GR

I think everyone’s situation starting out is different, so its hard to say without writing a short book covering some of the multitude of hypothetical situations in which one might or might not benefit from having an agent. I have agents, I like them, I think they like me (for what reason I’ll never know, but it probably has something to do with my winning smile?)

HT

Clearly your work expresses a dark sense of humour. Is it more fun to draw darker themes or are you just naturally more attracted to it as a person?

GR

Yeah, it just comes out that way.

HT

How often do you visit galleries and soak up other art? Do you feel this is important to your work?

GR

Galleries –I don’t set foot in them anywhere near enough. I’m always looking at stuff though. Stuff is everywhere and available for the looking at.

HT

When working with a client do you go through many iterations on a piece or do they generally accept what you produce? Do you send sketches first?

GR

Yeah, there’s usually if not always sketches before a final.

HT

You have embraced platforms like Instagram and Twitter to spread your work to a larger global audience. Besides nice comments has this led to any real tangible benefit for you?

GR

They give me a place to share little drawings that might otherwise not ever be seen. Quick little blips and weirdness and vulgar things that aren’t fit for commercial use, aren’t part of a larger project, but that I might as well broadcast. Actually, some of them do wind up in my portfolio as self-directed pieces so there’s that as a benefit.

HT

Do you ever feel restricted by your style?

GR

No, it sort of goes back to the answer for the first question. I might miss out on things because a few people don’t get my work. If they can’t look past the surface aesthetic “style” and see that there’s an parallel universe with equivalents and possibilities to visually address pretty much anything, then what the hell am I supposed to do about that? There are of course many many many instances where my work is simply not appropriate for something like an ad campaign for ___. Its up to Art Directors and Designers and so-ons to make that call.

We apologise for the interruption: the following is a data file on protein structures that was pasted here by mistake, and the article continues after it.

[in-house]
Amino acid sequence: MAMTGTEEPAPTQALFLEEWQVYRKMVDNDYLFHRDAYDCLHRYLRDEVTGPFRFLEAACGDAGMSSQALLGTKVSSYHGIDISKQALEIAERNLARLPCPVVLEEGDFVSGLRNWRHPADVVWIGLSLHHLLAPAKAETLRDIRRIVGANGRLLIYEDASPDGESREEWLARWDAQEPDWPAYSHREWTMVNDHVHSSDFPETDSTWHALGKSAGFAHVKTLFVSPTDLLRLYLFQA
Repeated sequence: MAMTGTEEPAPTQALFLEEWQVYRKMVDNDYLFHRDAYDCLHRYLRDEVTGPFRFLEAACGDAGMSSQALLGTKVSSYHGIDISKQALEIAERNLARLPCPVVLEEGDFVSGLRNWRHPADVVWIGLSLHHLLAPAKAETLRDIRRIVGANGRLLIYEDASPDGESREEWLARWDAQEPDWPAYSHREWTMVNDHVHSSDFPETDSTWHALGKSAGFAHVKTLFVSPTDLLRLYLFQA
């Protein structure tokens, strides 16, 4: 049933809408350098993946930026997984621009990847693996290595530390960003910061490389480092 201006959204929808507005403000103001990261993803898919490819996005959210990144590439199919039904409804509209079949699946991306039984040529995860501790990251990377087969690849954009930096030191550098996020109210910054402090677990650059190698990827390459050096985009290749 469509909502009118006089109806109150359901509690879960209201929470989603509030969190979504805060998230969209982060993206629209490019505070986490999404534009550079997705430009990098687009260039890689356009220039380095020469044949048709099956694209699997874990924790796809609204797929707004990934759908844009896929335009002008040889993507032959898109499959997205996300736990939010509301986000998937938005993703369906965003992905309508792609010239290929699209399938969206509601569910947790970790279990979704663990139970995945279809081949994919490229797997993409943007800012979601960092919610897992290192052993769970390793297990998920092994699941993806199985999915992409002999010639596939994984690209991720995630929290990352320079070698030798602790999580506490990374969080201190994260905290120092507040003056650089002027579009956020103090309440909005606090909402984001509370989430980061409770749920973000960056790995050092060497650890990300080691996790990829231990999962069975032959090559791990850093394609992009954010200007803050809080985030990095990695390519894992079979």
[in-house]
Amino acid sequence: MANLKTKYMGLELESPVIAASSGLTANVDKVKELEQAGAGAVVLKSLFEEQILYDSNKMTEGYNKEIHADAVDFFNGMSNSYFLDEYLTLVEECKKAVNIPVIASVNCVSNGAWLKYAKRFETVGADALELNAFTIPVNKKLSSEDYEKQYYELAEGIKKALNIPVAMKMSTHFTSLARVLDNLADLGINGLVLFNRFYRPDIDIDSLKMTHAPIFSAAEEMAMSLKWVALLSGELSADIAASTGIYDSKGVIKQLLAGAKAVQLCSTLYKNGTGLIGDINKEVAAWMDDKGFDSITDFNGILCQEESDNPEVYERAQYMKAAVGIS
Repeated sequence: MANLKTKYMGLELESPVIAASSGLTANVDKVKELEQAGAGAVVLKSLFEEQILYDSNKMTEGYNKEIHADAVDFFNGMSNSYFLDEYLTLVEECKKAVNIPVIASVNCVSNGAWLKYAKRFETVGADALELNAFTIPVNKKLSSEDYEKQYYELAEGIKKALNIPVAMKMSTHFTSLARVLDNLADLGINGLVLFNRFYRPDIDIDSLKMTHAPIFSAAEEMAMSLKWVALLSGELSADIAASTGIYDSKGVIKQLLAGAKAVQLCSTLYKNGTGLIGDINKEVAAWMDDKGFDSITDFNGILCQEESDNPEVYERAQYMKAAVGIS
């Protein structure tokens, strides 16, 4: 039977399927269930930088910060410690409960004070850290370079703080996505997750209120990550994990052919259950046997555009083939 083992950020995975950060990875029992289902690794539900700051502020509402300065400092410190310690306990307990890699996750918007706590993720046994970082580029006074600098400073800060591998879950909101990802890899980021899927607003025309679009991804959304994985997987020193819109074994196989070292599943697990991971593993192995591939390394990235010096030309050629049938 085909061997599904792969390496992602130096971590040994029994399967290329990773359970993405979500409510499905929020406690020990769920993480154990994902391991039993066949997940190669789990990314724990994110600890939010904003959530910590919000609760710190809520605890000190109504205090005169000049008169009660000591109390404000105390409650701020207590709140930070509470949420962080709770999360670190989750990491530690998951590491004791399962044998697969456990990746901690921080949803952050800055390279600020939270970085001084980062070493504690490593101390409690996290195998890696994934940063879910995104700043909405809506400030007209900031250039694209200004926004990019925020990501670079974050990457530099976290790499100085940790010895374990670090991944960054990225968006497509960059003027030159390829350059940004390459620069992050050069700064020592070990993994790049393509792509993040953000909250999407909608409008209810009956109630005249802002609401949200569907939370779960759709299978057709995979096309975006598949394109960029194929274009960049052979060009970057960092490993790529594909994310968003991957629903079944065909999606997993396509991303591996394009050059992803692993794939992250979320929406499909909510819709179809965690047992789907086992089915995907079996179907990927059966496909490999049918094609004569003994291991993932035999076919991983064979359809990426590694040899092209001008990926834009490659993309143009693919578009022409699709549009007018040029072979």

That said, I could for example draw you a really beautiful, realistic tomato. I went to a good art school, paid attention, made an effort, so I can do that sort of thing, but holy shit do I ever not want to. Maybe to get out of a hostage situation or something. Now I’m just imagining the weirdest kidnapper…

HT

Sketching seems to be a very important part of your routine. Is it something you practice regularly or do you use it as a tool to get ideas on paper fast?

GR

Yes, I draw a lot. I don’t really think of it as practice, its just something I do.

HT

As a professional how do you feel you’ve progressed since you became a full-time illustrator / author.

GR

I’m more confident in who I am and what and how I draw. I guess I also understand things now in a way that only comes from having done a lot of work and experiences with people and situations.

Also, also, the hunch in my neck and extreme sensitivity to light and noise are now competing at world class levels.